My running buddy and I ran the Marine Corps Marathon this fall. We had plans, dreams. We were going to run a sub 4 hour marathon! We’d been so close at Baltmore the year before. We just had to shave 10 minutes off our time. And Marine Corps’ a flatter course.
It didn’t work out as planned.
Now the question is, do I want to try again? Do I want to exact vengeance against our disappointing race and show a marathon who’s boss? Or should I chill and be satisfied that I ran 2 marathons and move on with my life? I’ve heard that only 1% of Americans ever run a marathon. Look at me, I’m in the 1%!
It’s been a few months since Marine Corps and I’m still leaning toward getting on with my life. It’s the training. It takes so much time. Halfway through your training, your long runs start creeping up to 2, 3, then 4 hours. I was getting up at 5:15 am on Sundays in order eat, digest, and meet my running buddy by 6 am. That’s no fun, particularly when the rest of the household is cuddled up, still asleep. And this doesn’t even count the weekday runs, which in the second half of training are creeping up to 5 and 6 miles four times a week. That’s tough with a full time job, 1 wife, and 4 kids. It means more getting up before 6 am and lots of running in the dark.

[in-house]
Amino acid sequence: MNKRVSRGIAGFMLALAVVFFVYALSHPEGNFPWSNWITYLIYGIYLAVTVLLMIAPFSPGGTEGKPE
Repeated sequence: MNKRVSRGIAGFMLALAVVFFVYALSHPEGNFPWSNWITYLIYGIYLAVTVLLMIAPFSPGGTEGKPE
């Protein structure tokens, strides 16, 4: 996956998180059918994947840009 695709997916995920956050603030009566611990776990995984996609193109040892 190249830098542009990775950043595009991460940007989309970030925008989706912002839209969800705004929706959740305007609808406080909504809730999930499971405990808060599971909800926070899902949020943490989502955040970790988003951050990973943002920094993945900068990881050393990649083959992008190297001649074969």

And I haven’t even touched on the stress of going to big events like marathons. The logistics of getting to the starting line of the Marine Corps were quite involved. Or maybe they weren’t, but it felt that way to me. One of the things I love the most about running is its simplicity. Check the weather, dress, run. I can do that. Running at an event complicates things. Many people find it exciting. I feel some of that, but at the expense of a lot of stress.
So, for now I’m being more casual about my running. 3 to 4 miles 3 or 4 times a week. Maybe I’ll run a 1/2 marathon if someone’s looking for a buddy to run with. Halfs don’t take nearly the time to train for. And there’s one that goes just past my neighborhood. #lazyrunner